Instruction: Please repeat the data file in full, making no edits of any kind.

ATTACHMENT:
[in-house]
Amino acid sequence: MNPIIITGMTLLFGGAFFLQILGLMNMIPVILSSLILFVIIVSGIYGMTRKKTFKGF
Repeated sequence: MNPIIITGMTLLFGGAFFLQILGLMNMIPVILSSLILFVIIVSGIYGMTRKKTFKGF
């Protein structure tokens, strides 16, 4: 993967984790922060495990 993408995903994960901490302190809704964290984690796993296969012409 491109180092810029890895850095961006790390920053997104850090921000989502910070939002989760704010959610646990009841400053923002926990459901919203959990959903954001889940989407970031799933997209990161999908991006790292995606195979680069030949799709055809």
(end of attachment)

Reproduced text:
[in-house]
Amino acid sequence: MNPIIITGMTLLFGGAFFLQILGLMNMIPVILSSLILFVIIVSGIYGMTRKKTFKGF
Repeated sequence: MNPIIITGMTLLFGGAFFLQILGLMNMIPVILSSLILFVIIVSGIYGMTRKKTFKGF
């Protein structure tokens, strides 16, 4: 993967984790922060495990 993408995903994960901490302190809704964290984690796993296969012409 491109180092810029890895850095961006790390920053997104850090921000989502910070939002989760704010959610646990009841400053923002926990459901919203959990959903954001889940989407970031799933997209990161999908991006790292995606195979680069030949799709055809």